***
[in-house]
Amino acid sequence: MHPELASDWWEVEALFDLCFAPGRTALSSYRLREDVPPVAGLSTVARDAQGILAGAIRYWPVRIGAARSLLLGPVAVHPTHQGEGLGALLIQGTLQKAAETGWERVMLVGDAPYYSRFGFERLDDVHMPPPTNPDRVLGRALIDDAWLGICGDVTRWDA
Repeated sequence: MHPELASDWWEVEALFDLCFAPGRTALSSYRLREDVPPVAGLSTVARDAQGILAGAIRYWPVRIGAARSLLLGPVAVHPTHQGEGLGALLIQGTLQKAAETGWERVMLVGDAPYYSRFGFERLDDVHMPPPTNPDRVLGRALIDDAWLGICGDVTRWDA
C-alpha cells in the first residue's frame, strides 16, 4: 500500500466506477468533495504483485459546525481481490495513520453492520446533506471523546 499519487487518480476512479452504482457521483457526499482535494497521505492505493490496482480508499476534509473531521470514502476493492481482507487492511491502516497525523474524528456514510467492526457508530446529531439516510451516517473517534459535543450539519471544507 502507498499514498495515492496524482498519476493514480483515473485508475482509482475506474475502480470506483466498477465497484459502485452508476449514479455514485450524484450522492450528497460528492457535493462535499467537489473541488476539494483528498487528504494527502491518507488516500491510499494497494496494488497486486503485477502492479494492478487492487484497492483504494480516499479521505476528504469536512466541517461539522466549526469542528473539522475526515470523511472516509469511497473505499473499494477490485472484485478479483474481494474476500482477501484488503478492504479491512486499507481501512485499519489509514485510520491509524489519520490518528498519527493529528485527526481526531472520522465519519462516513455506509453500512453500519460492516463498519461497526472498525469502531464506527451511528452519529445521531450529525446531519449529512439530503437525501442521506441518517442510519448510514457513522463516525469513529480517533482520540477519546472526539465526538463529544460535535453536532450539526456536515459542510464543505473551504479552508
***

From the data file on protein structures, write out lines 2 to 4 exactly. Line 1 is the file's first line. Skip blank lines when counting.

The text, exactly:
Amino acid sequence: MHPELASDWWEVEALFDLCFAPGRTALSSYRLREDVPPVAGLSTVARDAQGILAGAIRYWPVRIGAARSLLLGPVAVHPTHQGEGLGALLIQGTLQKAAETGWERVMLVGDAPYYSRFGFERLDDVHMPPPTNPDRVLGRALIDDAWLGICGDVTRWDA
Repeated sequence: MHPELASDWWEVEALFDLCFAPGRTALSSYRLREDVPPVAGLSTVARDAQGILAGAIRYWPVRIGAARSLLLGPVAVHPTHQGEGLGALLIQGTLQKAAETGWERVMLVGDAPYYSRFGFERLDDVHMPPPTNPDRVLGRALIDDAWLGICGDVTRWDA
C-alpha cells in the first residue's frame, strides 16, 4: 500500500466506477468533495504483485459546525481481490495513520453492520446533506471523546 499519487487518480476512479452504482457521483457526499482535494497521505492505493490496482480508499476534509473531521470514502476493492481482507487492511491502516497525523474524528456514510467492526457508530446529531439516510451516517473517534459535543450539519471544507 502507498499514498495515492496524482498519476493514480483515473485508475482509482475506474475502480470506483466498477465497484459502485452508476449514479455514485450524484450522492450528497460528492457535493462535499467537489473541488476539494483528498487528504494527502491518507488516500491510499494497494496494488497486486503485477502492479494492478487492487484497492483504494480516499479521505476528504469536512466541517461539522466549526469542528473539522475526515470523511472516509469511497473505499473499494477490485472484485478479483474481494474476500482477501484488503478492504479491512486499507481501512485499519489509514485510520491509524489519520490518528498519527493529528485527526481526531472520522465519519462516513455506509453500512453500519460492516463498519461497526472498525469502531464506527451511528452519529445521531450529525446531519449529512439530503437525501442521506441518517442510519448510514457513522463516525469513529480517533482520540477519546472526539465526538463529544460535535453536532450539526456536515459542510464543505473551504479552508